Lights go down on long career for dance instructor

Whitman dance instructor Idalee Hutson-Fish caps her career at the college with a performance this weekend

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Whitman College dance instructor Idalee Hutson-Fish works through the piece "Light Trap" with dancers during a rehearsal before the performance "Intermezzo" this weekend at Cordiner Hall. Wednesday, April 4, 2012

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A full moon rises on stage during "Into the Trees," part of Idalee Hutson-Fish's production "Intermezzo" to be performed this weekend at Cordiner Hall. Wednesday, April 4, 2012

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Idalee Hutson-Fish's shadows is projected on the wings of the Codiner Hall stage as dancers rehearse through a piece before this weekend's upcoming performance of "Intermezzo." Wednesday, April 4, 2012

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Whitman College's Drew Powell (center) dances with other classmates during a rehearsal for "Light Trap," a piece choreographed by Raffaele Exiana that will be performed this weekend during Idalee Hutson-Fish's "Intermezzo." Wednesday, April 4, 2012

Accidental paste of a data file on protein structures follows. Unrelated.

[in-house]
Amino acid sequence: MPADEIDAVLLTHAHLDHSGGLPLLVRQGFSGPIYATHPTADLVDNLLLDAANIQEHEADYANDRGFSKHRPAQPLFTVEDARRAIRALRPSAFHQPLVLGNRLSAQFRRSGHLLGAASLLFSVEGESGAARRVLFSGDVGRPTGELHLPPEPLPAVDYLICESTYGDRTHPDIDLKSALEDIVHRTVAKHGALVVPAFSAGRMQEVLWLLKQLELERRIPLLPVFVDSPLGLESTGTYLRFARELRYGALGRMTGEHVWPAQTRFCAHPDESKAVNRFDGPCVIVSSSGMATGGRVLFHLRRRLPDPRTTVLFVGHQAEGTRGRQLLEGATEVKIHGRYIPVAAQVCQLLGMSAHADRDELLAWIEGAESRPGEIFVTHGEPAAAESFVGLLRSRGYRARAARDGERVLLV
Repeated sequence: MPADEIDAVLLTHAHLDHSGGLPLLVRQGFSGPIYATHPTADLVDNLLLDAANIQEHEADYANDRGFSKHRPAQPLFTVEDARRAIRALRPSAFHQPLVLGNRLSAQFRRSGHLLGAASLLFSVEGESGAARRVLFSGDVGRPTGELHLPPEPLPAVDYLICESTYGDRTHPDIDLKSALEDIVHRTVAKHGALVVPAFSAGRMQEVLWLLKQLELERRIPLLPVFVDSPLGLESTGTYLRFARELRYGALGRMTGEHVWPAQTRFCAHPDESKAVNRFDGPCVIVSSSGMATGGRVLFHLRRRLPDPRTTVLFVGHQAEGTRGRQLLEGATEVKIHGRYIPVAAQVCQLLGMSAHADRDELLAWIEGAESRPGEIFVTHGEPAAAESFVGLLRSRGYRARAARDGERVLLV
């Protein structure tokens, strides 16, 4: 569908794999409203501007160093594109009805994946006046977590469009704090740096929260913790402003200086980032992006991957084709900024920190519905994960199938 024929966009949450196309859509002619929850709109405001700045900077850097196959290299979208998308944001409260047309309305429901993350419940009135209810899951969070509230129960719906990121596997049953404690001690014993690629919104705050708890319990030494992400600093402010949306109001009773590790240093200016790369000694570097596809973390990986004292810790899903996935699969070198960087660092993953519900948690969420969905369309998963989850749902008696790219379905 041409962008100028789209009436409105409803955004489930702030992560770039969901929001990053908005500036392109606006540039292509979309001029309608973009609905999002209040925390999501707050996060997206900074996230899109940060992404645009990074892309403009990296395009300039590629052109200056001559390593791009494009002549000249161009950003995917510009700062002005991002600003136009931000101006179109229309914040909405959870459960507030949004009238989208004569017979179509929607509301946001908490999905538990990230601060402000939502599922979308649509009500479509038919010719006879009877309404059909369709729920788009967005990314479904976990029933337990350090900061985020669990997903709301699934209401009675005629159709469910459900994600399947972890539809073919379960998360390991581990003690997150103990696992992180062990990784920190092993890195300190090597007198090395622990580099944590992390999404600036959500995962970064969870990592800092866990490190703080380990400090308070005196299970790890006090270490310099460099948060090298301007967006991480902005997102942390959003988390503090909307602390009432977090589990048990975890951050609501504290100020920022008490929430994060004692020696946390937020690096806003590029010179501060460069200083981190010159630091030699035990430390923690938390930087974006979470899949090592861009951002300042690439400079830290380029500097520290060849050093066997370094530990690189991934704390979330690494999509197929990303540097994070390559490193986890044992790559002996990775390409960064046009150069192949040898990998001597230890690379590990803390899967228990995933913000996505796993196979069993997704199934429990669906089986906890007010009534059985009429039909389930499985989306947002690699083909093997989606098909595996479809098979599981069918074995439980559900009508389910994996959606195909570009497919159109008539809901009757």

WALLA WALLA -- When the lights go down on "Intermezzo" at Cordiner Hall on Saturday, Idalee Hutson-Fish bids her 30-plus-year career at Whitman College an official goodbye.

A moment she expects to be "bittersweet," Hutson-Fish said this week.

The Whitman College dance presentation consists of four works done in movements choreographed by Hutson-Fish and Raffaele Exiana. Jeremy Mims conducts the Whitman College Orchestra and Walla Walla Symphony Youth Orchestra for the free production at Cordiner on Friday and Saturday, beginning at 8 p.m.

Intermezzo starts with "Rising Angels," a piece Hutson-Fish first did in 1997, she said. "My best friend had AIDS and we had many conversations around living to die, or dying to live. And he always said his angels were all around him and that is really what the pieces is about."

In gowns that seem made of butterfly down, her most recent crop of students interpret the story at rehearsal. In just moment, the signal of great effort appears as sheen on foreheads as young men and women -- angels -- rise, rush, envelop their human as she opens her eyes at birth until her last breath.

"The most important thing is what you're trying to say," Hutson-Fish instructs the human girl in a gown colored like the sky at summer dusk. "'I can't see it, I can't feel it, but I know it's there.' And angels, what is it you're saying to your human? You love her. You love her."

Hutson-Fish, 56, knows about those things, love and staying to the end, that is. She came to the college in 1978 at 23, having arrived in Walla Walla two years before to be part of Trails West, an outdoor musical dram produced in the amphitheater at the time, depicting the lives of Marcus and Narcissa Whitman.

Like those long-ago missionaries experienced upon arrival, the appearance of the area took the Seattle girl by surprise, Hutson-Fish recalled. "It was Memorial Day weekend in 1976 and I drove in and I said, 'This place is beautiful. Oh my God!'"